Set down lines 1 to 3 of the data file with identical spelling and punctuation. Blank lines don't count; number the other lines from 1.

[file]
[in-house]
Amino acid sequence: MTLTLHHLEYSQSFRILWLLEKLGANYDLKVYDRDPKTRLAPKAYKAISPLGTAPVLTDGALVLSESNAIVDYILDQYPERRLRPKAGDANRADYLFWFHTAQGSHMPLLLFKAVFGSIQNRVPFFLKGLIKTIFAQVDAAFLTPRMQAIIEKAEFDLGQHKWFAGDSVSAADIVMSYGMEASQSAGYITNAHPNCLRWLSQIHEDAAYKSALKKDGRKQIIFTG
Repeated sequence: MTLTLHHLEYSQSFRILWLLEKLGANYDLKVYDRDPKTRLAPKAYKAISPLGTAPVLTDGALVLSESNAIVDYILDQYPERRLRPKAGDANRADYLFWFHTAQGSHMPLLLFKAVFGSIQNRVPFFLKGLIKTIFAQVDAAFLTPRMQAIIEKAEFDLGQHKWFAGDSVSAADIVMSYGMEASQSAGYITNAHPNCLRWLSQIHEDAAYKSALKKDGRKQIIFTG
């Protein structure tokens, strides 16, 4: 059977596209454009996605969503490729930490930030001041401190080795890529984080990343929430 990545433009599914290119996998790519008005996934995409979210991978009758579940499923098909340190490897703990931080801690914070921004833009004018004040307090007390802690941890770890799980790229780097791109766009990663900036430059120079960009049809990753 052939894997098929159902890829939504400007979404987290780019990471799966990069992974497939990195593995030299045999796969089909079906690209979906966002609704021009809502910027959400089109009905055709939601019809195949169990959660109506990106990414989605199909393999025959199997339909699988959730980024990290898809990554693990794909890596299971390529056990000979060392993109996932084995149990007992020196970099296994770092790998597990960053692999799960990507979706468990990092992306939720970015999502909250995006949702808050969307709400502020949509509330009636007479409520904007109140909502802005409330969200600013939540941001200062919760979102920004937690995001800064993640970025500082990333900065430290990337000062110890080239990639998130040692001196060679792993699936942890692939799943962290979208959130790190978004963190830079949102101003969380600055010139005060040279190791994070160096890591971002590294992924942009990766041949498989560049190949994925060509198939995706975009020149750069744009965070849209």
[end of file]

[in-house]
Amino acid sequence: MTLTLHHLEYSQSFRILWLLEKLGANYDLKVYDRDPKTRLAPKAYKAISPLGTAPVLTDGALVLSESNAIVDYILDQYPERRLRPKAGDANRADYLFWFHTAQGSHMPLLLFKAVFGSIQNRVPFFLKGLIKTIFAQVDAAFLTPRMQAIIEKAEFDLGQHKWFAGDSVSAADIVMSYGMEASQSAGYITNAHPNCLRWLSQIHEDAAYKSALKKDGRKQIIFTG
Repeated sequence: MTLTLHHLEYSQSFRILWLLEKLGANYDLKVYDRDPKTRLAPKAYKAISPLGTAPVLTDGALVLSESNAIVDYILDQYPERRLRPKAGDANRADYLFWFHTAQGSHMPLLLFKAVFGSIQNRVPFFLKGLIKTIFAQVDAAFLTPRMQAIIEKAEFDLGQHKWFAGDSVSAADIVMSYGMEASQSAGYITNAHPNCLRWLSQIHEDAAYKSALKKDGRKQIIFTG